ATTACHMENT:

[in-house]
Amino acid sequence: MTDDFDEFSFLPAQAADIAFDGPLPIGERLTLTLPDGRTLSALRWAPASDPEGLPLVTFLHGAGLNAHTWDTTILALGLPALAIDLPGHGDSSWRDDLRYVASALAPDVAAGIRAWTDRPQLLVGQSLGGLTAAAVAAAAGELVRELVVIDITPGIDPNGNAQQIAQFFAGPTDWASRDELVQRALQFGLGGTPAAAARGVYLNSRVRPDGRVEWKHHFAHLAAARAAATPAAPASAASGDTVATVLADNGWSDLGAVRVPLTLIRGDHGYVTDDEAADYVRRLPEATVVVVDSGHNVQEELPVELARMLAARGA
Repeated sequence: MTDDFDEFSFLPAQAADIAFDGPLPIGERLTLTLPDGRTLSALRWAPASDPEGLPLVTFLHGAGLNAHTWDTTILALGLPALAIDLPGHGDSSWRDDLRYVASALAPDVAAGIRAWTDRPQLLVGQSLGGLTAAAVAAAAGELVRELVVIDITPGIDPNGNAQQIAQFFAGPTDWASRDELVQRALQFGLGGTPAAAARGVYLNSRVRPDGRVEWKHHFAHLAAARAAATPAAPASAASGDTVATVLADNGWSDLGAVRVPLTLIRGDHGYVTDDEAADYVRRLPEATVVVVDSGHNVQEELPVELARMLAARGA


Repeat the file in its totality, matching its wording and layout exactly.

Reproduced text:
[in-house]
Amino acid sequence: MTDDFDEFSFLPAQAADIAFDGPLPIGERLTLTLPDGRTLSALRWAPASDPEGLPLVTFLHGAGLNAHTWDTTILALGLPALAIDLPGHGDSSWRDDLRYVASALAPDVAAGIRAWTDRPQLLVGQSLGGLTAAAVAAAAGELVRELVVIDITPGIDPNGNAQQIAQFFAGPTDWASRDELVQRALQFGLGGTPAAAARGVYLNSRVRPDGRVEWKHHFAHLAAARAAATPAAPASAASGDTVATVLADNGWSDLGAVRVPLTLIRGDHGYVTDDEAADYVRRLPEATVVVVDSGHNVQEELPVELARMLAARGA
Repeated sequence: MTDDFDEFSFLPAQAADIAFDGPLPIGERLTLTLPDGRTLSALRWAPASDPEGLPLVTFLHGAGLNAHTWDTTILALGLPALAIDLPGHGDSSWRDDLRYVASALAPDVAAGIRAWTDRPQLLVGQSLGGLTAAAVAAAAGELVRELVVIDITPGIDPNGNAQQIAQFFAGPTDWASRDELVQRALQFGLGGTPAAAARGVYLNSRVRPDGRVEWKHHFAHLAAARAAATPAAPASAASGDTVATVLADNGWSDLGAVRVPLTLIRGDHGYVTDDEAADYVRRLPEATVVVVDSGHNVQEELPVELARMLAARGA